The Versatility of The Gluten Free Diet

Gluten-free diet is a diet primarily for those with gluten-sensitive enteropathy commonly known as Celiac disease, gluten sensitivity, and gluten-intolerance. But for some it might even be believed to be a “miracle diet”, one  which will make you less susceptible to various lifestyle diseases where gluten is allegedly to blame.

But aside from Celiac disease, where can we actually legitimately apply the gluten-free diet?

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Wheat and Gluten Allergy

Though the two are not the same, gluten-free diet can be applied to both since basically, gluten is a protein found in wheat, among other sources. Therefore, a gluten-free product is safe for those who have either of the two allergies since most gluten-free items do not contain wheat, as well. 

So, if ever have a loved one who has wheat allergy, substituting the regular wheat based food items with gluten-free ones would really help[1]. However, it is always safest to still check the ingredients of gluten-free meals you buy. 

Non-Celiac Gluten Sensitivity

As the name suggests, this condition may have similar gluten sensitivity symptoms to Celiac’s disease, but does not directly link to Celiac disease In fact, this NCGS is a curious case to medical researchers to date, and still there are questions whether gluten is to blame for this condition.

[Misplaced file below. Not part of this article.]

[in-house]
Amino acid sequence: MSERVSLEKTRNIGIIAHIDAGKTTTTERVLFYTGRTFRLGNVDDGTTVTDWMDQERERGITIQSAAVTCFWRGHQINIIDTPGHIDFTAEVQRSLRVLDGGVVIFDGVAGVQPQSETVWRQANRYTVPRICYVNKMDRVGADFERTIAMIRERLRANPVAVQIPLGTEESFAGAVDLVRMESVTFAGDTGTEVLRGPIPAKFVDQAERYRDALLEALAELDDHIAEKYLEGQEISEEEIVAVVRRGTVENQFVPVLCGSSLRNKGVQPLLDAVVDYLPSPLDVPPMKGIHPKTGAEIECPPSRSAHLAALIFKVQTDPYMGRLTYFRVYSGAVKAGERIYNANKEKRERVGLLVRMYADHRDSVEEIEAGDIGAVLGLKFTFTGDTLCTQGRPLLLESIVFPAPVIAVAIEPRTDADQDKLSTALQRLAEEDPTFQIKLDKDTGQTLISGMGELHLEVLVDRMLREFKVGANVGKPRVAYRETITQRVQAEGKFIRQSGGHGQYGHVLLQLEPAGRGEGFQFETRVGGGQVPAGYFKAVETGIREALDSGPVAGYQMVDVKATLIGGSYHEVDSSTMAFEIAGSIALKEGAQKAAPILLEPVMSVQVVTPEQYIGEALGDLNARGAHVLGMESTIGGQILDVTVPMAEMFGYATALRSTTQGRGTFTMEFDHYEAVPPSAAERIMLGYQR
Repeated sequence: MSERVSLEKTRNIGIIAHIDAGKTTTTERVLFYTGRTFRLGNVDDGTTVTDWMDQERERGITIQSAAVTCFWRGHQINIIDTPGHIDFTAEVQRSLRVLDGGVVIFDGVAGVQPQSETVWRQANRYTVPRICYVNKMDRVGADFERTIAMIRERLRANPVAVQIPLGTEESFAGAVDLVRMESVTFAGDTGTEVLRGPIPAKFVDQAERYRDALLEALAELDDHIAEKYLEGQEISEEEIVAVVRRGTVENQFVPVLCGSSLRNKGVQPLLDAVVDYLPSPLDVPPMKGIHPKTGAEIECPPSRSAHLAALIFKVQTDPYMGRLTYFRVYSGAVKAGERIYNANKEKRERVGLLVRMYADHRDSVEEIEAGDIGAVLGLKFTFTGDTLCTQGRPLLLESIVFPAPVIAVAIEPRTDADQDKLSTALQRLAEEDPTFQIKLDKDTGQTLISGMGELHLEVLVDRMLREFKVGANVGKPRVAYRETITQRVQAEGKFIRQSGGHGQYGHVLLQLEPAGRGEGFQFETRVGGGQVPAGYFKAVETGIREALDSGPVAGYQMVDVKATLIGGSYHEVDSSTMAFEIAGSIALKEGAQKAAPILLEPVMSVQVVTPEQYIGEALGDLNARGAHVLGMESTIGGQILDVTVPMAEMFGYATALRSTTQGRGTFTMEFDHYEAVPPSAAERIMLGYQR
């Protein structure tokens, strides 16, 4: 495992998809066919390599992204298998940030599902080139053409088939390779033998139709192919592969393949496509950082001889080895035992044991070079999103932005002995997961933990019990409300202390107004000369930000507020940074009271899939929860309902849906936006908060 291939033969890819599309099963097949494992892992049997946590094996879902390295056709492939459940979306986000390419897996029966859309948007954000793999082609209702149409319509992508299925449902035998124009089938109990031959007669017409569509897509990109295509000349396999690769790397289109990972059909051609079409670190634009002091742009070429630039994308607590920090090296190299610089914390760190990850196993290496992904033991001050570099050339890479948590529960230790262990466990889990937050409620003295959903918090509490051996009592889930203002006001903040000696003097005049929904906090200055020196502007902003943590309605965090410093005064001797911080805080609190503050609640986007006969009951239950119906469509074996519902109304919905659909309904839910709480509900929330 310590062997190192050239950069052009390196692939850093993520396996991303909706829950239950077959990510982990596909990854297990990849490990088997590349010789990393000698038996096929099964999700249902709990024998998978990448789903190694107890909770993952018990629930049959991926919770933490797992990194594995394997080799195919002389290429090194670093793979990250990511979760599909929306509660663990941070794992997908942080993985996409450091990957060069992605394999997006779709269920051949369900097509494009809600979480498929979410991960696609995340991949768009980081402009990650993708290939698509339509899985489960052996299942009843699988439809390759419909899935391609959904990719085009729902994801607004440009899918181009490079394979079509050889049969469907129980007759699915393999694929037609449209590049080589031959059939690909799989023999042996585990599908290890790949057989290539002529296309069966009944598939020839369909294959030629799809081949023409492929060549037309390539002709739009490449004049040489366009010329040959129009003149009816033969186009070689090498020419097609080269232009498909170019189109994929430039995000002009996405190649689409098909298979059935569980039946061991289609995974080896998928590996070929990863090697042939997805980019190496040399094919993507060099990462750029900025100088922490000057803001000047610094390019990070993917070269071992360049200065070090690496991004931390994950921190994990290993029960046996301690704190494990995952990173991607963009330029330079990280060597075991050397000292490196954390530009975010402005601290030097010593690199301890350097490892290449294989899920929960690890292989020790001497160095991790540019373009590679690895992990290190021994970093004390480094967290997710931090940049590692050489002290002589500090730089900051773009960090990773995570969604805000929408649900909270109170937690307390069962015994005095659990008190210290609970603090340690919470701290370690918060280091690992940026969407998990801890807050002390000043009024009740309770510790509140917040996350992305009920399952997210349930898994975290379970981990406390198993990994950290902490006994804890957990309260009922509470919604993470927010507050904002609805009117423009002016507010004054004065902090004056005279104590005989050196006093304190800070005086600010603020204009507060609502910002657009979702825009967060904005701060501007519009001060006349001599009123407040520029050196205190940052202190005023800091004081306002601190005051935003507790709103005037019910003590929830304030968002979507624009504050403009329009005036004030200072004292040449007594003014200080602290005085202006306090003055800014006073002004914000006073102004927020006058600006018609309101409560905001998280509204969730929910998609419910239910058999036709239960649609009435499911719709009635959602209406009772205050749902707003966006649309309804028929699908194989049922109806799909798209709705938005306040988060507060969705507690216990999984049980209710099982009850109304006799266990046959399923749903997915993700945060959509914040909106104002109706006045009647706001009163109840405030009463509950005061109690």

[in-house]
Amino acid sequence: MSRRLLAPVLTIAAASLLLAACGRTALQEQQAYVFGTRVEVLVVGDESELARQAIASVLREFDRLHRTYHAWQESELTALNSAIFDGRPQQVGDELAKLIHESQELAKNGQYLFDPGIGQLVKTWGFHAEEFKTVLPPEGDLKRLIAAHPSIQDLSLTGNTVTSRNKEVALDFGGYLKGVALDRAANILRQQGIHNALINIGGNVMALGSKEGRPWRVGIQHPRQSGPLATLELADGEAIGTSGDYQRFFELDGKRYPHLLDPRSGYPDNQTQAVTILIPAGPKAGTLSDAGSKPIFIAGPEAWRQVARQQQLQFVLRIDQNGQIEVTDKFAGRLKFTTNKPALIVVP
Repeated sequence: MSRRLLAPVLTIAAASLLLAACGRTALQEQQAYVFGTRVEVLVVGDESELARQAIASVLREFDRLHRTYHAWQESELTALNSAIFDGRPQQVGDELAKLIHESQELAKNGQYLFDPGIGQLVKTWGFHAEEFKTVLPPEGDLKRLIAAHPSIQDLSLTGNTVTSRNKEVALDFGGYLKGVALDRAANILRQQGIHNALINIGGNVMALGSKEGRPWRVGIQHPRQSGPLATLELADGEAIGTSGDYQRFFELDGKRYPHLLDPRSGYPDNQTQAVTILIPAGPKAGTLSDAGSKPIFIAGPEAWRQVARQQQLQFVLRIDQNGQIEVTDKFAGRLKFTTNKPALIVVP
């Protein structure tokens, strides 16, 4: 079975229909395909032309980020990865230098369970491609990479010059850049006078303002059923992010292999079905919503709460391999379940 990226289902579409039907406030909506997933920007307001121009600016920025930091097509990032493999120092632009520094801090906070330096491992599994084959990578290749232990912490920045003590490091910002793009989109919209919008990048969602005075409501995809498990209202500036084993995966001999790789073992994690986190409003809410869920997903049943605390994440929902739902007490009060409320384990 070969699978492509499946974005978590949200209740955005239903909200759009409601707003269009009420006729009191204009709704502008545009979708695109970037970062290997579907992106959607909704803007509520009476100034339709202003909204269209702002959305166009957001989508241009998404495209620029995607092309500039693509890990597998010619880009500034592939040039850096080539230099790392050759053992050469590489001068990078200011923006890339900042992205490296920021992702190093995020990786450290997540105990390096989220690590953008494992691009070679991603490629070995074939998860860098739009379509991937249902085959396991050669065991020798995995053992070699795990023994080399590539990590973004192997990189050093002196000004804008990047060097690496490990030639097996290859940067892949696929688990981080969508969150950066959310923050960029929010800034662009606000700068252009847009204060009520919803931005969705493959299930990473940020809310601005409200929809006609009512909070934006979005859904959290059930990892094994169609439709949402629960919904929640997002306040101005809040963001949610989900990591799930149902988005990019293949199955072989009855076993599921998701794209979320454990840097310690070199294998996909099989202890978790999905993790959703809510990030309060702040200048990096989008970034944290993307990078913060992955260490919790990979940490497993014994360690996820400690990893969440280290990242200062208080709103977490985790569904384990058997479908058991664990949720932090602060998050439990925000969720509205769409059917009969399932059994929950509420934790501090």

Though the correlation might not be clear for now, one certain thing as of the moment is that someone with NCGS can try a gluten-free diet to see if certain symptoms that they experience, similar to those with Celiac disease, can be eased[2].

Gluten Ataxia

In contrast to Celiac disease, Gluten Ataxia on the other hand attacks the cerebellum in our brain which is responsible for our body coordination and balance. People with such disease experience difficulty in complex movements such as walking, writing, talking and even swallowing.

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In this condition, gluten-free diet has been proven handy to avoid such abnormal immunological responses[3].

We will add more to this list next time. But for now, if you know some people with this condition, sharing this piece would really make a difference.

Got questions anything related to gluten or gluten-free diet? Don’t hesitate to comment below! We”ll absolutely be glad to help!

Sources:

1) “Wheat allergy.” ACAAI Public Website, 21 Jan. 2016. Web. 6 Jan. 2017.

2.) 4310830, 95 -. Non-celiac gluten sensitivity. Celiac Disease Foundation, 1998. Web. 6 Jan. 2017.

3.) Hadjivassiliou, M, et al. “Dietary Treatment of Gluten Ataxia.” Journal of Neurology, Neurosurgery & Psychiatry 74.9 (2003): 1221–1224. Web. 19 Jan. 2017.

 

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